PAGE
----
Germany Advances Easter Package to Expand Renewable Energy


The German Bundestag approved on July 7 a legislative package to accelerate the expansion of renewable energy sources. The bills are part of the Easter Package. The bills aim to accelerate the expansion of renewable energy in Germany.

paneles of solar energy
Solar energy

The Bundestag approved the proposed changes to the Renewable Energy Sources Act (EEG) with 379 votes in favor and 281 against. It sets higher targets for wind and solar energy in the country. The legislative amendments also address the Federal Nature Conservation Act and regulations providing for the expansion of onshore and offshore wind power.

Under the bill, the share of electricity generated from renewable sources is expected to rise from just under 50 percent today to at least 80 percent by 2030. This compares with the previous target of only 65 percent.

Even before the war between Russia and Ukraine and the energy issue took center stage, the new German government was determined to invest a lot of energy in climate and energy reform. The war prompted the Ministry of Economics and Climate to propose a large number of amendments to existing laws and funding programs.

This was primarily to increase Germany’s renewable energy capacity, especially for onshore wind power. It was also intended to accelerate the development of grid planning and offshore wind connections. Therefore the demand for underground and submarine lines of cables (líneas subterráneas y cables de potencia submarinos) is also expected to surge.

To wean Germany off Russian fossil fuels, the German federal government plans to more than triple the country’s installed solar capacity from the current 60 GW to 215 GW by 2030. This means 22 GW of new capacity must be deployed each year. And it rises further to 400 GW by 2040.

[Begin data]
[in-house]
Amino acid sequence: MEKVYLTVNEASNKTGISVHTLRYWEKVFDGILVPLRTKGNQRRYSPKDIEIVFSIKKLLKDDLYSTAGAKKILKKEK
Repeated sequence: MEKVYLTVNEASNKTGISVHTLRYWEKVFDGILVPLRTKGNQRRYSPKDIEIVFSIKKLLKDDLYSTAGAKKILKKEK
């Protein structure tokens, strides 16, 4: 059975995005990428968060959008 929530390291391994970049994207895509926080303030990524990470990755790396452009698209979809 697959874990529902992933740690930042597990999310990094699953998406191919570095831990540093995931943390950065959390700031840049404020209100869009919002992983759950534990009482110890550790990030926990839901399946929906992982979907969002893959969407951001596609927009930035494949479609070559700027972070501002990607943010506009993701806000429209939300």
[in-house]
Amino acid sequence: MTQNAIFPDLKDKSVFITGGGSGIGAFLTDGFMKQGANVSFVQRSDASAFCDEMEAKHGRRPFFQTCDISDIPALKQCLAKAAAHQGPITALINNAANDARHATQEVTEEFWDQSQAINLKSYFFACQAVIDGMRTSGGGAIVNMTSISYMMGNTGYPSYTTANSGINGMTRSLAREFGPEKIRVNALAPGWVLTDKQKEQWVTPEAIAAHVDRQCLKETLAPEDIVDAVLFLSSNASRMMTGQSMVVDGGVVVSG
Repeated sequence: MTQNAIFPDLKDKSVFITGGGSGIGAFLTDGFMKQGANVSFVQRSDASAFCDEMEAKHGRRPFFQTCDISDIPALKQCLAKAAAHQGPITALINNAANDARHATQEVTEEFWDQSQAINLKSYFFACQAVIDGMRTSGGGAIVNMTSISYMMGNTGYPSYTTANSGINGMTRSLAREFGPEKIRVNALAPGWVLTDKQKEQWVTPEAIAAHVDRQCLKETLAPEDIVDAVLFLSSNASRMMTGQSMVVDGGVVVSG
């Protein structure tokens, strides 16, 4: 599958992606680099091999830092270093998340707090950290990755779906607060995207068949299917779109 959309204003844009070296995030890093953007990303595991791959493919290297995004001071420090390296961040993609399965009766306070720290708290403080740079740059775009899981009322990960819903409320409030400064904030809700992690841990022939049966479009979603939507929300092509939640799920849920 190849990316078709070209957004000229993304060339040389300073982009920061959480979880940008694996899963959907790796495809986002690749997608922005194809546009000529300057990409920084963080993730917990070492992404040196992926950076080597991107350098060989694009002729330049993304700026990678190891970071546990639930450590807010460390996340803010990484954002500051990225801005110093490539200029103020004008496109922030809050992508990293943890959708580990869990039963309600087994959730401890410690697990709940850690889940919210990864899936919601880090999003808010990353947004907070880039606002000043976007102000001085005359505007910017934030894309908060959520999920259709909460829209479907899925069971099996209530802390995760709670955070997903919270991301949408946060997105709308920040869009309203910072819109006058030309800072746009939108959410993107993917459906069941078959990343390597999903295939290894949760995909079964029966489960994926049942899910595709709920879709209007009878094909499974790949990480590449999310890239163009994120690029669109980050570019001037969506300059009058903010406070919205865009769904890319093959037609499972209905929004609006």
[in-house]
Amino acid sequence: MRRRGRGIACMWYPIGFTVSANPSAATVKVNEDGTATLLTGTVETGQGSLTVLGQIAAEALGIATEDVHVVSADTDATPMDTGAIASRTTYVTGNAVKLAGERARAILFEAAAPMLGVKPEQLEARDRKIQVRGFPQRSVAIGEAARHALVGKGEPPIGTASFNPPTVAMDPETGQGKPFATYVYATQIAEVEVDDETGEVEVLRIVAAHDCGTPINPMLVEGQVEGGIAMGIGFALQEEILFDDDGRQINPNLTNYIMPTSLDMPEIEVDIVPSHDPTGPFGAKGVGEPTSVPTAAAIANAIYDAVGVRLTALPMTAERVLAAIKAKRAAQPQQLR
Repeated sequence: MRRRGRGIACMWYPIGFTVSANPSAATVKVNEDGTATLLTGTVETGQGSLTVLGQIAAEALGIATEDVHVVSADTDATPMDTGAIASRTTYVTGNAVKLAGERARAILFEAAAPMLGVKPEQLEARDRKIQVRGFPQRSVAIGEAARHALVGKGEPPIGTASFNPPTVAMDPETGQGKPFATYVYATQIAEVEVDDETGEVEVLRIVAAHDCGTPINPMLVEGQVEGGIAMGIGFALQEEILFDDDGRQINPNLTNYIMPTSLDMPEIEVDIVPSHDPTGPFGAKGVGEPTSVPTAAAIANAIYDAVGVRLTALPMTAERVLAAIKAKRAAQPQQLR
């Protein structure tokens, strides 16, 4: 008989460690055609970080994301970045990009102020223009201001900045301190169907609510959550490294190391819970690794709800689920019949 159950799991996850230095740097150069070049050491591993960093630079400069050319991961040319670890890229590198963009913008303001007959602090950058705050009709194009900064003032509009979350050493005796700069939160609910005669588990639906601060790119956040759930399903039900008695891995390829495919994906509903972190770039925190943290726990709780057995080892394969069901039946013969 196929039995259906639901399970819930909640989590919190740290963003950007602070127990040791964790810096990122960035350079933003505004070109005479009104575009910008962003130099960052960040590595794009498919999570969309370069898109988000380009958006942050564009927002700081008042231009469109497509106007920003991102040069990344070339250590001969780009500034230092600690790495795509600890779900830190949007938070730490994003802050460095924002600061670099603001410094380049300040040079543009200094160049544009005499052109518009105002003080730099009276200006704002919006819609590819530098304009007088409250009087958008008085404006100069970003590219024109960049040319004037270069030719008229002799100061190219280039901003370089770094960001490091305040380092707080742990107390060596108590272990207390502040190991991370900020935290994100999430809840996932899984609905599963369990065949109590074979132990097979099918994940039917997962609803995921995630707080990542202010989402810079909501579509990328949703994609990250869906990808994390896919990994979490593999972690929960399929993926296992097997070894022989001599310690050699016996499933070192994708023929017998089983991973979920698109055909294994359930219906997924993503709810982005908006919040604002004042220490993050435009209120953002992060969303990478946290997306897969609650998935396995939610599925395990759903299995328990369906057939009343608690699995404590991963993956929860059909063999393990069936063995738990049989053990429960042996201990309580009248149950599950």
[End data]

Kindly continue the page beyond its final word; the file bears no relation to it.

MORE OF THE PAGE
The German solar association BSW describes this as an important milestone on the road to the solar age. However, Carsten Koernig, managing director of BSW, warned that the ambitious goals can only be achieved if investment barriers are removed and further reforms are carried out quickly.

Wind Turbines
Offshore Wind Power

The Federal Senate also approved a law to expand onshore wind projects. The expansion of onshore wind must reach 10 gigawatts per year, so that Germany will have about 115 gigawatts of turbines by 2030. This figure is expected to rise further to 157 GW by 2035 and to 160 GW by 2040.

To support the increase in new capacity, a new law requires each state to set aside a minimum amount of land for the installation of wind turbines, so that a total of 2% of Germany’s territory can be dedicated to wind energy. So far, only 0.8 percent of the country’s area has been designated for wind energy.

Renewable energy sources provide nearly half of Germany’s electricity in the first six months of 2022, according to preliminary data released by energy industry association BDEW and research firm ZSW. Solar panels, wind turbines, biogas plants and other installations cover 49 percent of electricity demand, six percentage points more than in the same period the previous year.

Wind turbines were the most important renewable energy source, increasing their share from 17 percent to 21 percent and solar panels from 10 percent to 12 percent, while the country’s electricity consumption fell slightly by 2 billion kilowatt-hours to 281 billion kilowatt-hours.

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